The bookcase – California. Ventura County. South East of Santa Barbara: following a road through the hills, we arrive in Ojai, charming small town where Marleen and Derek live. As usual, when entering their house, we focus on their bookcases. Two of them come from an upcycling shop. Marleen explains: “They gather all sort of items and furniture that people get rid of, then give them a new life and re-sell them.” Upcycling is a state of mind. “We are both sensitive to the environment and we are trying to consume less and in a better way.” Marleen and Derek both work as literary agents and they met through books. “They are therefore very important elements in our house but also in our life!”

The classification (“if there is really one!” adds Marleen) has evolved organically. “I would say that it is by genre: cookbooks, travelogues, literature, business books… But it is not that organised. We often spend time going through several bookcases looking for a specific book” she admits.

Readings – Marleen and Derek are both voracious readers. “We are always reading and we often read several books at the same time.” Their job is certainly partly responsible. They read the books they represent, but also the ones they hear about through friends or in the press. They are always discovering more books to read and to add to their never ending reading list.

Derek favours nonfiction but he can read a novel from time to time. Marleen has a penchant for literature but she ends up reading quite a lot of nonfiction as well. Their bedside tables say a lot. Marleen explores hers: « In my iPod, I have the audiobook of Sapiens by Yuval Noah Harari. And in physical format (she sorts it out): Barbarian Days by William Finnegan (in the original version), Men without Women by Haruki Murakami in Dutch (Marleen is from Holland!), The Sympathiser by Viet Thanh Nguyen (French version) and The Entrepreneur Rollercoaster by Dan Hardy (in English as well). Nice mix!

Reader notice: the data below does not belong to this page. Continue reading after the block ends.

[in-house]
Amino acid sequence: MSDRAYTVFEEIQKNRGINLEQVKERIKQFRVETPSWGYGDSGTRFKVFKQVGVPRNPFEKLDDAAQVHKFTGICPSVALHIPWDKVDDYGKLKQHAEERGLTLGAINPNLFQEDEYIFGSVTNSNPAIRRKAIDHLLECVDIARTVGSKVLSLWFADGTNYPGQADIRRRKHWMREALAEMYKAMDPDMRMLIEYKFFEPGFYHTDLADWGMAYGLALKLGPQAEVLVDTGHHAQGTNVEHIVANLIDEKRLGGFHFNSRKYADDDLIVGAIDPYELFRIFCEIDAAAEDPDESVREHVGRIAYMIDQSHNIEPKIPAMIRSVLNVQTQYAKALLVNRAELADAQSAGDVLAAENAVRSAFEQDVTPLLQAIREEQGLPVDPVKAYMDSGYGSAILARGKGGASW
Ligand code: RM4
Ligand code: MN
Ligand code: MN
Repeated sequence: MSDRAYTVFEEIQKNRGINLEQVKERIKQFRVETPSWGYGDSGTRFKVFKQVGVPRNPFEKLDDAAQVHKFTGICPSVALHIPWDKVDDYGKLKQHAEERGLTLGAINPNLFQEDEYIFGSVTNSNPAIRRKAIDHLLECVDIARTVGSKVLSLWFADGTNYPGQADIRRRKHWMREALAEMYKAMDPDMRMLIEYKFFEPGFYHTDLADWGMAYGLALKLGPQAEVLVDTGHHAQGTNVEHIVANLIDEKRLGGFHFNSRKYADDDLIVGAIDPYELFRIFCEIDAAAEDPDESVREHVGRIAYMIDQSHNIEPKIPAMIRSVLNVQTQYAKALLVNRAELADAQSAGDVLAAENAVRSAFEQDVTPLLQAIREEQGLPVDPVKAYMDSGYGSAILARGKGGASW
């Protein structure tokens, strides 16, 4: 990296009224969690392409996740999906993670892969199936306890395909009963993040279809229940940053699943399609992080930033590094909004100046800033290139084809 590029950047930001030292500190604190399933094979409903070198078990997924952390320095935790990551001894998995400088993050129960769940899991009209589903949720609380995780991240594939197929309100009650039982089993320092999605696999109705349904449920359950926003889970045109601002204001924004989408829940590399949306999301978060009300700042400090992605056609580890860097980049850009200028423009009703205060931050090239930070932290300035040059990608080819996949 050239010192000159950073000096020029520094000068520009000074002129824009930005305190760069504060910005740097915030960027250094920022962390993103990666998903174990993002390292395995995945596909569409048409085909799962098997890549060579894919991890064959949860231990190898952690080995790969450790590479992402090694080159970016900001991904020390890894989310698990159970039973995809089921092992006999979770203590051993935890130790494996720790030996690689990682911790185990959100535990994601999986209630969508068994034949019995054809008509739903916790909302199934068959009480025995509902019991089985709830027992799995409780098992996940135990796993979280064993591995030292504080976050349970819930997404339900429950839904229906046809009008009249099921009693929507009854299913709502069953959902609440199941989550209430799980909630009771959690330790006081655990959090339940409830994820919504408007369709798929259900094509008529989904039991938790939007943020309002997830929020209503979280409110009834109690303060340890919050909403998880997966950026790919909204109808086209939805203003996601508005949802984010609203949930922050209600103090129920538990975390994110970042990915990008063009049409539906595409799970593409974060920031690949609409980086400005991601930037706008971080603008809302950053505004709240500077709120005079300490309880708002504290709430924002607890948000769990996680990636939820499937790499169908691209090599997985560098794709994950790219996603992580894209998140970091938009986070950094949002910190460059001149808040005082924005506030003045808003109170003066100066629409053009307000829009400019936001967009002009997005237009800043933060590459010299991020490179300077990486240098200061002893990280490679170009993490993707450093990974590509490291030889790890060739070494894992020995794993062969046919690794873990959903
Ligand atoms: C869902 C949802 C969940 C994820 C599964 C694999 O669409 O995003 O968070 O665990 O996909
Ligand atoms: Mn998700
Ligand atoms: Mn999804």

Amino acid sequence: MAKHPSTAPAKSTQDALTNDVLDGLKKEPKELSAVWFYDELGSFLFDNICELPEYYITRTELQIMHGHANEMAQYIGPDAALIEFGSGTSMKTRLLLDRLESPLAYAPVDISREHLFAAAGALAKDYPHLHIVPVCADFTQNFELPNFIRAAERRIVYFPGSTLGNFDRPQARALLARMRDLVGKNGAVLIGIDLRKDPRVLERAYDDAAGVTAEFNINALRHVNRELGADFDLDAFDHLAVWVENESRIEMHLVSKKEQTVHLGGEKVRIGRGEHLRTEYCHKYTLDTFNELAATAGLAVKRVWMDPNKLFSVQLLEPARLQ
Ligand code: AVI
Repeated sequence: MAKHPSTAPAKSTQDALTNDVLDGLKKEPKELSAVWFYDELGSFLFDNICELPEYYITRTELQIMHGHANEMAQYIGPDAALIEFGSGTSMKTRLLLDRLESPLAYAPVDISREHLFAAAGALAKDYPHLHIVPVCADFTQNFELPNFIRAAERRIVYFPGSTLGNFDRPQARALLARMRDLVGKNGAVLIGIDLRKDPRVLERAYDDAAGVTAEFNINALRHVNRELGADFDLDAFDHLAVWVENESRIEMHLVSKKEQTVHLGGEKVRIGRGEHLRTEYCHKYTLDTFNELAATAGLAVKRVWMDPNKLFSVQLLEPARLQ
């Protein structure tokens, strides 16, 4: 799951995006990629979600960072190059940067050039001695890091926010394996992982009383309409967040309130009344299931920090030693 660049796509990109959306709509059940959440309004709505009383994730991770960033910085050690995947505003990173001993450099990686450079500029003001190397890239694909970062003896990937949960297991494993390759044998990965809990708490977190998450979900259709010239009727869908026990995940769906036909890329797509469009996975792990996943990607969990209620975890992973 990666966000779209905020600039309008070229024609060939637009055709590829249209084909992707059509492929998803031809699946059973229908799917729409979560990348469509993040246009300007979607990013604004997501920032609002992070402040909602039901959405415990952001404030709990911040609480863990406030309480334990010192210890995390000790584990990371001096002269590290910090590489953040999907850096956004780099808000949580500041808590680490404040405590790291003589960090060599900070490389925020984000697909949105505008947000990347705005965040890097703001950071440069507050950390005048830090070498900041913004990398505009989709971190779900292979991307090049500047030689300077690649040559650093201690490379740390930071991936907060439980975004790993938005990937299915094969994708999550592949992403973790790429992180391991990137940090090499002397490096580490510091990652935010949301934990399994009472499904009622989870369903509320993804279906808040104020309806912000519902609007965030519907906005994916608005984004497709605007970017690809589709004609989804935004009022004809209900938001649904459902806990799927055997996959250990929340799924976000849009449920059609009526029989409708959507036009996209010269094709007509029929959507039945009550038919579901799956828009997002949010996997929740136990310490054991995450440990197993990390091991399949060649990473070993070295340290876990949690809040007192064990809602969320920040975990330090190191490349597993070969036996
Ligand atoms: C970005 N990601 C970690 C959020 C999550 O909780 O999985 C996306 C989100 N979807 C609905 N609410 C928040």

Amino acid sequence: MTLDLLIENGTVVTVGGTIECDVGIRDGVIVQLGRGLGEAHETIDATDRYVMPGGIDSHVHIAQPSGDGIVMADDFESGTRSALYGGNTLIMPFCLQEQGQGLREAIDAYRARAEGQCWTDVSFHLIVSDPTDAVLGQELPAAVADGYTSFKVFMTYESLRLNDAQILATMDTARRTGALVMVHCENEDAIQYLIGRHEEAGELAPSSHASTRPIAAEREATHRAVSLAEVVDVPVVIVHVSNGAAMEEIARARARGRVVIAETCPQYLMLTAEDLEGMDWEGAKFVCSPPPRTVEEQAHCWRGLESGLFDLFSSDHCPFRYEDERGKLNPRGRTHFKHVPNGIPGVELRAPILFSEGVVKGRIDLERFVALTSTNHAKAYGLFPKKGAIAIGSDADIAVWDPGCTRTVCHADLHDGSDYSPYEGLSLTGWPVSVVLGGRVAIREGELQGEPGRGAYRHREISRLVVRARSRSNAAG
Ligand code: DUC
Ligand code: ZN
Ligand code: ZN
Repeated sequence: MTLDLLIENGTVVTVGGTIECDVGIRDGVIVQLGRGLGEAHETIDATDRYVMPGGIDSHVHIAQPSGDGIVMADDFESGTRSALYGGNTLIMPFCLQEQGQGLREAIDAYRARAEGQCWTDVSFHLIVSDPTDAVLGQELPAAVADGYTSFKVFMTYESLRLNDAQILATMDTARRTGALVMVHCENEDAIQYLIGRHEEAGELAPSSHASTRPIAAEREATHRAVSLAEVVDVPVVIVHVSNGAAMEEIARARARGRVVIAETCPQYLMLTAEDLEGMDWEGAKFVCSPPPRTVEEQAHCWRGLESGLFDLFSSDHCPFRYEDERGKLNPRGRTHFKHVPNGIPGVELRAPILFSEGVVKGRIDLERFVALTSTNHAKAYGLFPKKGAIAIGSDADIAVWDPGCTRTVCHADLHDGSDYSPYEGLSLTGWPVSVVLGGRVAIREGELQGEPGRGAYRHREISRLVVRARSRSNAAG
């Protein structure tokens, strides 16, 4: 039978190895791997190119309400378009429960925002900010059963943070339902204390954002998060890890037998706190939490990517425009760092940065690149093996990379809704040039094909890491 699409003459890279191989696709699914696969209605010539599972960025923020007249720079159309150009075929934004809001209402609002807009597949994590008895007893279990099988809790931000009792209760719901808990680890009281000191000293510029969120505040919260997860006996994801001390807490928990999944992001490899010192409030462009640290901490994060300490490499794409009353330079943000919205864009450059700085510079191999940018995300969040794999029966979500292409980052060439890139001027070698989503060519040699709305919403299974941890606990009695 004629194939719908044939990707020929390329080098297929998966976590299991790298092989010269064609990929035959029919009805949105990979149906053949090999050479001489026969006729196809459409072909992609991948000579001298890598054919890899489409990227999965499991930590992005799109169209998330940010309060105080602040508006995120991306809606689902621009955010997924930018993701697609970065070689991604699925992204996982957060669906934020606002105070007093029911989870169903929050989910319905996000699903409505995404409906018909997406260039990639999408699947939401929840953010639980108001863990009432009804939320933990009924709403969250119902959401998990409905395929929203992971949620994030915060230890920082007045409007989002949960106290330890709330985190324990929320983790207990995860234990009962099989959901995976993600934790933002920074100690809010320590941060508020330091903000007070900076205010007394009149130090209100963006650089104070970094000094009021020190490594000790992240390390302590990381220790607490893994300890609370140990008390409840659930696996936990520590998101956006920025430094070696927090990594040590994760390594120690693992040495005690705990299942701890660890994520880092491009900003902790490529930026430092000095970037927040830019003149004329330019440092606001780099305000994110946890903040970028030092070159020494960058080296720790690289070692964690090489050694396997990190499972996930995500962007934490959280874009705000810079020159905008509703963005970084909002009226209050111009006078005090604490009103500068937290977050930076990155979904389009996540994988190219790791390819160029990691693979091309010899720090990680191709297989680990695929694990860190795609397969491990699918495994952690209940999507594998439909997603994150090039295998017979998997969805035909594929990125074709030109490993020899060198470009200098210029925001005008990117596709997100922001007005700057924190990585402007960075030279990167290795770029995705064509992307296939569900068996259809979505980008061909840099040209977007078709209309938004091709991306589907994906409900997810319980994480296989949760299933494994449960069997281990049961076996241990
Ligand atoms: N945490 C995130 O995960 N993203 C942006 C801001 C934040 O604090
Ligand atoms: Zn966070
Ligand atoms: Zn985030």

We move to the other side of the bed to explore Derek’s bedside table: Tools of Titans by Tim Ferris, The Wisdom of No Escape by Pema Chödrön, Narcissus and Goldmund by Hermann Hesse, Open by Andre Agassi and Stumbling upon Happiness by Daniel Gilbert.

There are the books we see, on the shelves, on the tables, but there are also the ones that are absent but live inside the reader. The books that construct. The ones that feed, that appease, that leave a mark on one’s life. Marleen cites the books of Virginia Woolf, especially To the Lighthouse. “I haven’t read it since college, but I would like to read it again. I am sure it would feel differently now.” And she also evokes the graphic novels series The Arab of the Future by Riad Sattouf whose rights she represents worldwide. “These books have been such an important step in my career as an agent. Many doors opened thanks to them and I adore them as a reader as well!” For Derek it is harder to make a choice: each book he’s read has its importance. He finally cites Siddharta by Hermann Hesse and The Awakening of Intelligence by J. Krishnamurti.

Beginnings – Marleen and Derek haven’t always been such big readers. For Marleen, it started in high school thanks to her professor of Dutch literature. “No one liked him and he didn’t seem to like anyone either, but in spite of that I was moved by his classes about classic Dutch authors such as Multatuli, Gerard Reve, Louis Paul Boon, W.F. Hermans.” Love for literature can come through unexpected ways. Derek confides: “I started to read after college, when I took a year off to travel around the world.” Who said that reading was a sedentary occupation?